Access Control / Military Science of Fortification:
Wire Obstacles are used to defend high-security buildings like government buildings. Walls and fences are more difficult to climb if a wire deterrent topping is applied. They typically adorn the top of strong chain link fences, steel pickets, or stone walls. At Buckingham Palace, they adorn the tops of high stone and brick walls. If someone tries to jump the fence, there is almost a 100% chance that they will get caught in the security wiring and injure themselves. Wire deterrents are meant to reinforce perimeter security and to slow down or stop an attacker. Barbed wire, barbed tape, and concertina wire are the three main mechanisms used in wire obstacles. Anti-climb fence spikes are also used at times for the same purpose.
Barbed wiring are steel ropes with sharp points or 'barbs'. Razor barbed wire is used in high security settings. The hostile appearance of barbed wire is sometimes enough to keep intruders at bay. However, wire cutters can cut through barbed wire and attackers are sometimes prepared to evade barbed wiring.
Barbed tape, or razor wire, is different from barbed wire. Razor wiring looks like sharp razor blades built into a thin steel rope. Barbed wiring looks like several small coils of sharp steel wrapped around a thin steel rope. Razor wire is sharper than barbed wire, but not as sharp as actual razor blades. Barbed tape is harder to circumvent than barbed wire, and thus is a more effective fortification mechanism.
Concertina Wire, also known as Dannert Wire, is large circular coils made out of thin ropes of barbed wire. They are coiled in conjunction with steel pickets or steaks. Constantine wiring can be set up quickly in a war setting, or are permanent fixtures commonly found along prison walls.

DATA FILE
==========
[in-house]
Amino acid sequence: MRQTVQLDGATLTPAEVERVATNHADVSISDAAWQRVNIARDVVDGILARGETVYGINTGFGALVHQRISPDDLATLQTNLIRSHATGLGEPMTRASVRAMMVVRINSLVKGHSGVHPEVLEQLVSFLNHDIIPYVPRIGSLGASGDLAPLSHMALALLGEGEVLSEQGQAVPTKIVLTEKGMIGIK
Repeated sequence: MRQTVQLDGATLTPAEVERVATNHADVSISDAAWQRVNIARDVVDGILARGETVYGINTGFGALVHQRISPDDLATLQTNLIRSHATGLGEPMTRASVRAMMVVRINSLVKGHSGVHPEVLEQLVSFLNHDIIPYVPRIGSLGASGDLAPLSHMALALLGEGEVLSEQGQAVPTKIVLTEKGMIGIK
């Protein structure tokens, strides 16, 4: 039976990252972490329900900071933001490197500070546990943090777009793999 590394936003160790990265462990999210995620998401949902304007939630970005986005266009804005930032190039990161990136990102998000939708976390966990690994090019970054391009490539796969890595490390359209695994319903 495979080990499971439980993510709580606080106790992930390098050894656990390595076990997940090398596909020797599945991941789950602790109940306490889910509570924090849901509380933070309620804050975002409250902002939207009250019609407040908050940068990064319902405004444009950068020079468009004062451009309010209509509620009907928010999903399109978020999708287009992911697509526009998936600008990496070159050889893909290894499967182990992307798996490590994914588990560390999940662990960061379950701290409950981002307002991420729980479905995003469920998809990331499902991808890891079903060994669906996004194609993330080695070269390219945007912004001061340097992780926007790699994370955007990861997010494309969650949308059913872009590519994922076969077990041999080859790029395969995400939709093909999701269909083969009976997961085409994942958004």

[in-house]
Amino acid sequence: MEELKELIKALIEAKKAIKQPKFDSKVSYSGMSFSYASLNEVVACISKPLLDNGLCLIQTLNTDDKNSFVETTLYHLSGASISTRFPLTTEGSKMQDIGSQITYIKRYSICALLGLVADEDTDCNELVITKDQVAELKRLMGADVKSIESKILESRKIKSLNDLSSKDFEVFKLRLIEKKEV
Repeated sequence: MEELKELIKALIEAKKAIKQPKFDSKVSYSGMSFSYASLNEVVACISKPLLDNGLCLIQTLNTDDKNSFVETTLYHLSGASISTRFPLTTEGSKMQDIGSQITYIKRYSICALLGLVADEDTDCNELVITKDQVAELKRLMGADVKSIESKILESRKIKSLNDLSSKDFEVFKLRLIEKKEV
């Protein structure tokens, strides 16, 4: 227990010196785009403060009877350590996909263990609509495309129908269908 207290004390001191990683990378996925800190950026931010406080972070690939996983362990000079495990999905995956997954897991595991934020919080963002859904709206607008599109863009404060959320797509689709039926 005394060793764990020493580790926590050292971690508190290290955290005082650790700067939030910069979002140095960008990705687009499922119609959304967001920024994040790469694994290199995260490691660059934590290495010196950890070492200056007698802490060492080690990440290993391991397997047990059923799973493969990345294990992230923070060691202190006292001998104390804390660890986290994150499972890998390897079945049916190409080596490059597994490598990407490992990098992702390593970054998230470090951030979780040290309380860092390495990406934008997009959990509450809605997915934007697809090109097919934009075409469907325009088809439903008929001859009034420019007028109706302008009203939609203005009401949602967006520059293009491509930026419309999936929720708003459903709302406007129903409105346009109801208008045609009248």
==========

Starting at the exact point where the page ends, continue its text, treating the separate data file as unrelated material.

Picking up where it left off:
Factory made and used since World War I, Concertina wiring in a staple in modern fortification science.
Anti Climb Fence Spikes
Security fence spikes are various types of systems constructed with a thick horizontal steel pole completely covered with very long and sharp angled steel spikes. They are designed to increase levels of security against intrusion, terrorism, vandalism, and to protect high-security buildings. Wire cutters cannot cut though this type of fencing.
SOME Security Breaches at Buckingham Palace: [From dailymail.co.uk]
:: The most serious breach came in March 1982 when Michael Fagan broke into the Queen's bedroom at the palace. She woke to find him sitting on her bed.
:: In 1992, an intruder walked into St James's Palace and downed a whisky in Princess Alexandra's private apartment.
:: In 1995, student John Gillard rammed the palace gates in his car at 50mph, tearing one off its hinges.
:: In 2003, an undercover reporter from the Daily Mirror got a job as a footman at the palace.
:: The same year, a major investigation was launched after "comedy terrorist" Aaron Barschak gatecrashed Prince William's 21st birthday party at Windsor Castle. Wearing a dress, beard and sunglasses he climbed on stage as the prince addressed the crowd, and kissed him on both cheeks.